Police warning the public after tax scammers now coming to the door
AURORA, Ont. — In a new take on an old ruse, scammers pretending to work for the tax department or police department may be coming to your home.
That’s what happened this week to a woman north of Toronto. She received a telephone call from a person whose caller ID appeared to show the man worked for York Regional Police. He did not.
“Somebody’s calling and essentially saying that you owe all this money and if you don’t pay it immediately there will be terrible consequences,” said York Regional Police Const. Laura Nicolle.
But after the woman hung up, police say the scammers took the next — and new — step.
“A vehicle pulled up into her driveway and two suspects got out of the vehicle and actually began knocking on her door,” said Nicolle.
The woman hid inside and did not answer the door. She later called police.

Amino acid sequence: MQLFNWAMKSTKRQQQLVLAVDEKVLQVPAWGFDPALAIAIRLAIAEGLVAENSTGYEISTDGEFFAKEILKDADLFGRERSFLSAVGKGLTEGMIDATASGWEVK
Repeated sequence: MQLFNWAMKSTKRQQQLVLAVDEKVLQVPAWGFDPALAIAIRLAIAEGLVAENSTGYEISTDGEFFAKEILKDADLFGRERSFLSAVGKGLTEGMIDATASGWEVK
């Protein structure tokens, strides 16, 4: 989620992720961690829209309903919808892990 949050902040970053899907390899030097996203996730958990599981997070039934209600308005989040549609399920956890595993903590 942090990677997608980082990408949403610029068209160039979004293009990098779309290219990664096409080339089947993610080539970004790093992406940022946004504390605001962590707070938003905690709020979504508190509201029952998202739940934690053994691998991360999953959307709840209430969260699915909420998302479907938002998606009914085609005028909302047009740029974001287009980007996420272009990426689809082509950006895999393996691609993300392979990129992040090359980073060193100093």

Police said they are convinced the persons at the door are connected with the tax phone calls.
For several years, scammers have been emailing and telephoning Canadians threatening arrest and jail if they don’t pay up.
Law enforcement agencies say many of the targets are senior citizens and immigrants new to Canada, possibly unaware of tax collection practices here.
“We don’t make phone calls threatening arrest or jail, that’s not how we do business,” said Paul Murphy, spokesman for the Canada Revenue Agency in Toronto.
Murphy says the CRA typically sends out collection letters to individuals or businesses who owe on their taxes. If collection calls are made, the calls sound nothing like those made by scammers.
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“The agent will identify himself, ask security questions and ask for payment,” or negotiate a payment schedule, Murphy said, adding the CRA would never ask taxpayers to use pre-paid credit cards or meet in public places to deliver the money, which are some of the requests frequently made by scammers.
In the U.S., thieves have successfully been paid an estimated $26 million, according to the Internal Revenue Service.
“They’re ruthless criminals,” said Tim Camus, Deputy Inspector General of Investigations with the U.S. Treasury Department in Washington.
“They don’t care about anything except intimidating you to give them money.”
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